Changing the World One Case at a Time: A Review of Gillian Thomas’s Because of Sex: One Law, Ten Cases, and Fifty Years That Changed American Women’s Lives at Work

Hofstra University law professor Joanna Grossman praises Gillian Thomas’s new book Because of Sex: One Law, Ten Cases, and Fifty Years That Changed American Women’s Lives at Work, which profiles ten of the most important Supreme Court cases to the advancement of women’s equality in the workplace.

“Say No to This”: Courts Must Stop Holding that Firing Attractive Women Is Not Sex Discrimination

Hofstra University law professor Joanna Grossman critiques a recent decision by a New York trial court holding that a woman who was allegedly fired by a male boss because she was “too cute” and causing the boss’s wife to be jealous had not alleged facts amounting to unlawful sex discrimination. Grossman explains why the ruling is based on unsound reasoning and misunderstands sex discrimination law.

The Thin Pink Line: Policing Gender at Every Corner

Hofstra University law professors Joanna L. Grossman and Grant M. Hayden explain how recent controversies over same-sex marriage, transgender use of bathroom, and differentiated high school graduation attire for males and females reflect a collective unwillingness to blur gender lines. Grossman and Hayden further describe how these controversies are really simply part of a larger game of gender oppression.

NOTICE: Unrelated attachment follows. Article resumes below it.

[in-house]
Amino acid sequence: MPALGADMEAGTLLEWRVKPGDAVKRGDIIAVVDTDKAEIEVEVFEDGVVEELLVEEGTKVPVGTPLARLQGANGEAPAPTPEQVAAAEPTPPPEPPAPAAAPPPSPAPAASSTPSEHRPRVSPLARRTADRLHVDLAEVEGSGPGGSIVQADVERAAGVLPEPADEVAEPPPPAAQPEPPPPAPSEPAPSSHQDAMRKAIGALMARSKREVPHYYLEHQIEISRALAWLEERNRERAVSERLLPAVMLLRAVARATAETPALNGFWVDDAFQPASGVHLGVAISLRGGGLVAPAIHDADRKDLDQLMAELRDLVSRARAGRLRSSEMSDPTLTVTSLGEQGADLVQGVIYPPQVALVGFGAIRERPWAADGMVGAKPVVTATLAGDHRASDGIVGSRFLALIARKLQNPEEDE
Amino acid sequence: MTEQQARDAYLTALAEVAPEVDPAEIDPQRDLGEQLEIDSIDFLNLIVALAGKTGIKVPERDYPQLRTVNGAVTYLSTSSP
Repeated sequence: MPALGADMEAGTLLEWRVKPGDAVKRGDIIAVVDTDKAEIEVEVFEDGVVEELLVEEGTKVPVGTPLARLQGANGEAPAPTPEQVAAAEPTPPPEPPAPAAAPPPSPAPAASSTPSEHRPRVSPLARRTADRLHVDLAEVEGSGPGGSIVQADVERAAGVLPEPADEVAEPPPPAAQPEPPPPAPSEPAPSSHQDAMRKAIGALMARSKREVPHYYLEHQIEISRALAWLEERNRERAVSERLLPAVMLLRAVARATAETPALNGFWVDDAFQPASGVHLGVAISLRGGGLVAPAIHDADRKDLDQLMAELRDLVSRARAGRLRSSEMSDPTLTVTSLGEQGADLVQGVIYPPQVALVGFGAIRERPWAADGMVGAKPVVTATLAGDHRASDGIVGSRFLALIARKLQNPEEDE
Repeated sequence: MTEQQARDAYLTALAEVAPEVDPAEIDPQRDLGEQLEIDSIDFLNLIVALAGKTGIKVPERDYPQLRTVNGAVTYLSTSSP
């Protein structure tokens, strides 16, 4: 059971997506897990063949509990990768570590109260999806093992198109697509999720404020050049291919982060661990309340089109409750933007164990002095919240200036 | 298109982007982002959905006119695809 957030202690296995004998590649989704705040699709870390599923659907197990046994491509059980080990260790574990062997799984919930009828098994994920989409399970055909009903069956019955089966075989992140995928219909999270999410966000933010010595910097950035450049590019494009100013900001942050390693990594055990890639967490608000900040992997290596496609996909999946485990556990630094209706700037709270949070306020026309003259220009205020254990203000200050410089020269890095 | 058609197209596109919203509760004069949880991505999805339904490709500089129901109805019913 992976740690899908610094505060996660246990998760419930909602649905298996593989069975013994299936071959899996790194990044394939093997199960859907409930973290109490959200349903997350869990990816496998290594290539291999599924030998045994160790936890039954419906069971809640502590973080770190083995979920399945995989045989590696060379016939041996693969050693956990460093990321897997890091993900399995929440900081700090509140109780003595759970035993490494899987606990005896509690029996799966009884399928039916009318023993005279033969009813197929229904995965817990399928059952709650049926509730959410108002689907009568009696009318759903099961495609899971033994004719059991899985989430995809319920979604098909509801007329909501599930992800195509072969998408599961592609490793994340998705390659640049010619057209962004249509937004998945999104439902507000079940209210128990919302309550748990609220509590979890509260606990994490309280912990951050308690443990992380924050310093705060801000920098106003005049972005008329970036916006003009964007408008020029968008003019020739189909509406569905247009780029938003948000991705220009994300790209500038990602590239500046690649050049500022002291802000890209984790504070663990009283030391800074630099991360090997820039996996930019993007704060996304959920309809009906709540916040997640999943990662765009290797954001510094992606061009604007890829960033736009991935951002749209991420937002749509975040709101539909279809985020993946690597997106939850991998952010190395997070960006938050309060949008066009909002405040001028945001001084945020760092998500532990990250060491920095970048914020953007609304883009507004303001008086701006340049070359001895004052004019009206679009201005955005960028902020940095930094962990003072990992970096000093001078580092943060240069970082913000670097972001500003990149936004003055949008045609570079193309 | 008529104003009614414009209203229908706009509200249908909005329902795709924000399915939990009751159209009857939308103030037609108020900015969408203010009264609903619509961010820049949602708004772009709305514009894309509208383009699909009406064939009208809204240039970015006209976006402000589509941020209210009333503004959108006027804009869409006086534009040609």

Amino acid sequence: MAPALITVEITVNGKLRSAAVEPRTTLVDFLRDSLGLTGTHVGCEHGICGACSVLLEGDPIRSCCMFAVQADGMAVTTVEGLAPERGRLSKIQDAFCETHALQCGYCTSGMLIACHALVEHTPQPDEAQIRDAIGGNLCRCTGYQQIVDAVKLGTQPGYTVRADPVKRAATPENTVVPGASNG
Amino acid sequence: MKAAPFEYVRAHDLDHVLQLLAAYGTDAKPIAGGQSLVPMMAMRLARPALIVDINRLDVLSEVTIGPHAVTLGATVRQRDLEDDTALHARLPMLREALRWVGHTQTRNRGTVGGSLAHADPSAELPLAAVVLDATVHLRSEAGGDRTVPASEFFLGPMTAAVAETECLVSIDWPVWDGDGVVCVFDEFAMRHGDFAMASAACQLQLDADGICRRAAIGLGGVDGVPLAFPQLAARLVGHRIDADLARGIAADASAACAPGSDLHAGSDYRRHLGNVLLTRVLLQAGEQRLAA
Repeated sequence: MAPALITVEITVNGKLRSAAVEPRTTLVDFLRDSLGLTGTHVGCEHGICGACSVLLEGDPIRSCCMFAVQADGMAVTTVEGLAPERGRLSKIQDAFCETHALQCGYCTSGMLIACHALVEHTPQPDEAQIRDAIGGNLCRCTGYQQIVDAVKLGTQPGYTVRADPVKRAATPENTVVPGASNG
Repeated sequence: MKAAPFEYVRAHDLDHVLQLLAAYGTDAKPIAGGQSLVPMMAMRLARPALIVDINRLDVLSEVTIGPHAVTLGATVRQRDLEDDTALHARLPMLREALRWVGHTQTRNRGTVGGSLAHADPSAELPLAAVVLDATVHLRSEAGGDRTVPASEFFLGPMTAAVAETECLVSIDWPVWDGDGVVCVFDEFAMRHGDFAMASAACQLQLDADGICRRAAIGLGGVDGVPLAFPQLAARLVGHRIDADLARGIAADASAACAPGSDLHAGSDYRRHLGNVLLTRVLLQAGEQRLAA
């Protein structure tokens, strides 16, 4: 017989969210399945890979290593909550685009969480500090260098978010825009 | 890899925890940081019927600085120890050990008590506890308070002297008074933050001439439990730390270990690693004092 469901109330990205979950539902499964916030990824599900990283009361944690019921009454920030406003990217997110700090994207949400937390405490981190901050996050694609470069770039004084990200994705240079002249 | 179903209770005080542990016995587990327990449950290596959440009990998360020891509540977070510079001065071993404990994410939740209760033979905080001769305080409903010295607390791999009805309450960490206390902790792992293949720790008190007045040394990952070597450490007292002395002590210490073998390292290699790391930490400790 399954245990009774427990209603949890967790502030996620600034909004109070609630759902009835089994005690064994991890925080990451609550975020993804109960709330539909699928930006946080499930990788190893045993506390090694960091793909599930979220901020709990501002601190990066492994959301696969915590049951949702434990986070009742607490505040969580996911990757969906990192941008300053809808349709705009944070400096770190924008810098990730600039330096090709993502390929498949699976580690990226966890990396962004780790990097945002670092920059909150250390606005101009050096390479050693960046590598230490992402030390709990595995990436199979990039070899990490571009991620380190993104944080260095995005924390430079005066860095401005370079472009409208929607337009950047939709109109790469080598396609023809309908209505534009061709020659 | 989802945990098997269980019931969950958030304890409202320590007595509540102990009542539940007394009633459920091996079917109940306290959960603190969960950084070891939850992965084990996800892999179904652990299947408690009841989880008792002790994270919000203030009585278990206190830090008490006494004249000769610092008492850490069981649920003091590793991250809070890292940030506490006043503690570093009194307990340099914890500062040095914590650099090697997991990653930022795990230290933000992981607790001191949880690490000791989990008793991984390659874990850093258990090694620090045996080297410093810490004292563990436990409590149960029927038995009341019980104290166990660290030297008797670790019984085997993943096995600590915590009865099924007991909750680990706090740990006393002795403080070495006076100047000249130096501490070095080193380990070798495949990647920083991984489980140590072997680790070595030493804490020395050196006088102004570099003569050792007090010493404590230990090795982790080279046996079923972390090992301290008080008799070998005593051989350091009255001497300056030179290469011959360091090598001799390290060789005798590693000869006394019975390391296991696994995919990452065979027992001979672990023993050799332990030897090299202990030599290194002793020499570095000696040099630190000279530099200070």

Blue for Boys, White With Flowers for Girls: When Commencement Is an Exercise in Discrimination

Hofstra University law professor Joanna L. Grossman and Duke law professor Katharine T. Bartlett explain why a high school policy prescribing one color of robes for boys and another color for girls violates both the Equal Protection Clause of the Fourteenth Amendment and Title IX. Grossman and Bartlett describe how this controversy could be easily resolved, as other schools have resolved other similar controversies.

A Room With a View: Federal Appeals Court Says School District Cannot Bar Transgender Boy from Using the Bathroom Aligned with His Gender Identity

Hofstra University law professor Joanna Grossman comments on a recent decision by the U.S. Court of Appeals for the Fourth Circuit holding that a school district cannot bar a transgender boy from using the boys’ restroom. Grossman explains the reasoning behind the appellate court’s decision and calls into question the rhetoric that single-sex bathrooms are somehow “sacred”—in light of the many scandals that take place in these places.

A Safe Haven for Kody? Sister Wives Star Loses on Appeal, but Protected From Bigamy Prosecution in Utah

Hofstra University law professor Joanna Grossman comments on a recent decision by the U.S. Court of Appeals for the Tenth Circuit reinstating Utah’s criminal law banning bigamy. Grossman explains the facts leading up to the lawsuit, the holding of the district, and the reasoning behind the Tenth Circuit’s reversal.

North Carolina’s HB 2: Does Passing an Obviously Unconstitutional Law Make the Law Even More Unconstitutional?